KANSAS CITY, Mo. — On Wednesday, a crash reconstruction expert detailed the steps that make up a deadly crash investigation, like the one that is taking place concerning last week's crash in the Westport area of Kansas City, Missouri.
It's been one week since an SUV and a Kansas City, Missouri, fire truck collided at Broadway Boulevard and Westport Road. The cars crashed in a nearby building, causing it to partially collapse. Three people died.
Once police finish up their investigation, they'll put it into a case file and send it to the prosecutor's office for them to review. From there, prosecutors will decide if anyone will be charged.
The KSHB 41 I-Team spoke with John Glennon with Crash Forensics. He explained the first thing he noticed while driving to the scene.
"There's very little time to see a vehicle coming into the intersection here. There's no visibility in the approach at all," Glennon said.
Glennon is an expert with more than three decades of experience. He reviews major injury crashes involving heavy vehicles like fire trucks.
Before meeting with the KSHB 41 I-Team, he drove the routes of the fire truck and the SUV.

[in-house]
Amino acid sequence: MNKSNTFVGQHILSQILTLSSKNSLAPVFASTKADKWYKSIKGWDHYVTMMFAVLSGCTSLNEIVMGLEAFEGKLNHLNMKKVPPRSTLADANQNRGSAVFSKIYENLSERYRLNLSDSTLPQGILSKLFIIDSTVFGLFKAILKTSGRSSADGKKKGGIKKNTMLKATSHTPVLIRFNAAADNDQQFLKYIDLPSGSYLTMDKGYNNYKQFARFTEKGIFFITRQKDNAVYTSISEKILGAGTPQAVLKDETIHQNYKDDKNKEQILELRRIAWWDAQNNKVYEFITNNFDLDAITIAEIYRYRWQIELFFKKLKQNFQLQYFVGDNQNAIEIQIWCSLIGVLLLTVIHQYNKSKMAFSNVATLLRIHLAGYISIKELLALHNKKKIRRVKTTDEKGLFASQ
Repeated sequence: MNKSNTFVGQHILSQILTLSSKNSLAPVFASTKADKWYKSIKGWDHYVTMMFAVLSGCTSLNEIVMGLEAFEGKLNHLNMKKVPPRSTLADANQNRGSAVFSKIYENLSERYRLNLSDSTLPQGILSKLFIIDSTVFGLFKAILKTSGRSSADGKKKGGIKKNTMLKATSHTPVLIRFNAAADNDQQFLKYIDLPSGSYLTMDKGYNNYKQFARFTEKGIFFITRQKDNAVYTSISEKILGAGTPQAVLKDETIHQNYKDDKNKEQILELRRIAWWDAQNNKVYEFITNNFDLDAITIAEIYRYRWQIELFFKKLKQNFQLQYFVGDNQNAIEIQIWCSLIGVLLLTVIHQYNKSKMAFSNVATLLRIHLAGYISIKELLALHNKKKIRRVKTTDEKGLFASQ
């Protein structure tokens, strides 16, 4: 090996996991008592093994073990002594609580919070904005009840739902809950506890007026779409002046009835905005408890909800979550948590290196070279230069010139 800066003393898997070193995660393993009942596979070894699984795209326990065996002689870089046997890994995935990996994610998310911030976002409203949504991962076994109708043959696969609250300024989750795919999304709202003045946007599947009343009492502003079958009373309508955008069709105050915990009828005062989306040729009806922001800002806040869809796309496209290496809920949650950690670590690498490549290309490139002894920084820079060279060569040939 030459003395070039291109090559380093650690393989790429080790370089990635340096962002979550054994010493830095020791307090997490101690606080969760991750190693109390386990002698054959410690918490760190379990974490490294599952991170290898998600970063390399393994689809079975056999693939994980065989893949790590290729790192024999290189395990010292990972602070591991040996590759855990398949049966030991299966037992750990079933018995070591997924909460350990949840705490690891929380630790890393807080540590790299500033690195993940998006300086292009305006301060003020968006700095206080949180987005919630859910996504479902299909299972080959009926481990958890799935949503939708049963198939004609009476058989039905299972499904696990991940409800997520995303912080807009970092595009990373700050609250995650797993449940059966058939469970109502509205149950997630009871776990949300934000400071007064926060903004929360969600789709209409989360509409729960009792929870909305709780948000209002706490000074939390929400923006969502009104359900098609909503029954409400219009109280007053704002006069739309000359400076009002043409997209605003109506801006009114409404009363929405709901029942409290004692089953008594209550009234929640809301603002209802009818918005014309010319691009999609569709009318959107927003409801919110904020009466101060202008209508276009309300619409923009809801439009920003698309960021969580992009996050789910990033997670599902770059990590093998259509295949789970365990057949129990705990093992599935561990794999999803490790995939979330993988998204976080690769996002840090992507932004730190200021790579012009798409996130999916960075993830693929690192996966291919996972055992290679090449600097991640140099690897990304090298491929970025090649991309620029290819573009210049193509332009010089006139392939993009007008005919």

"By doing that, I get a feel for what the approach looks like as far as sight line and visual clutter and things of that nature," Glennon said.
KCMO police said the fire truck was going north on Broadway Boulevard with emergency lights and sirens on. At the time, police said the fire truck was responding to a fire call.
The SUV was driving west on Westport Road when they collided.
The crash sent both vehicles into a nearby brick building causing it to partially collapse. Two people in the SUV died and a woman walking on the sidewalk was killed, too.
Glennon said investigations these days rely more on technology than just the physical scene left behind.
"Where the crashes were historically more driven by the roadway evidence and some of the harder evidence, these days we're looking more at data sources from the vehicles to determine what occurred in the crash," Glennon said.
KCPD said investigators will look at speed and who had the green light. They'll also go over witness interviews and surveillance footage.
Glennon said investigators will likely review intersection cameras, too.
Police said the investigation could take several weeks, if not a couple of months.